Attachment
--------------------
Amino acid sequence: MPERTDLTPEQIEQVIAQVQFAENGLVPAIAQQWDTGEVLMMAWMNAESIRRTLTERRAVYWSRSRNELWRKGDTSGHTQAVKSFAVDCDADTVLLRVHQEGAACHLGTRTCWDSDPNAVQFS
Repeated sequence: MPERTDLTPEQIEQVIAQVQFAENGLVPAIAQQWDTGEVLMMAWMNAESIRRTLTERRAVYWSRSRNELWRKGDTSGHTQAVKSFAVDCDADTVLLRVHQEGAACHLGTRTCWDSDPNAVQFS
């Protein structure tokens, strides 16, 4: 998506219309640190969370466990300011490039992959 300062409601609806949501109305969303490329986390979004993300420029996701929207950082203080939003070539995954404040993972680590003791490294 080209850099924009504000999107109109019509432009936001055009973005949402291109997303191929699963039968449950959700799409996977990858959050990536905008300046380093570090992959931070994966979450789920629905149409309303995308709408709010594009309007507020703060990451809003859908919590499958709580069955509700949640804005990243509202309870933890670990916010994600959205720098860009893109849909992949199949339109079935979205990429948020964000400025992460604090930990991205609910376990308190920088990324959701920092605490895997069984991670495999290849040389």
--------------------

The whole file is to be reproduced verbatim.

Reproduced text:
Amino acid sequence: MPERTDLTPEQIEQVIAQVQFAENGLVPAIAQQWDTGEVLMMAWMNAESIRRTLTERRAVYWSRSRNELWRKGDTSGHTQAVKSFAVDCDADTVLLRVHQEGAACHLGTRTCWDSDPNAVQFS
Repeated sequence: MPERTDLTPEQIEQVIAQVQFAENGLVPAIAQQWDTGEVLMMAWMNAESIRRTLTERRAVYWSRSRNELWRKGDTSGHTQAVKSFAVDCDADTVLLRVHQEGAACHLGTRTCWDSDPNAVQFS
């Protein structure tokens, strides 16, 4: 998506219309640190969370466990300011490039992959 300062409601609806949501109305969303490329986390979004993300420029996701929207950082203080939003070539995954404040993972680590003791490294 080209850099924009504000999107109109019509432009936001055009973005949402291109997303191929699963039968449950959700799409996977990858959050990536905008300046380093570090992959931070994966979450789920629905149409309303995308709408709010594009309007507020703060990451809003859908919590499958709580069955509700949640804005990243509202309870933890670990916010994600959205720098860009893109849909992949199949339109079935979205990429948020964000400025992460604090930990991205609910376990308190920088990324959701920092605490895997069984991670495999290849040389």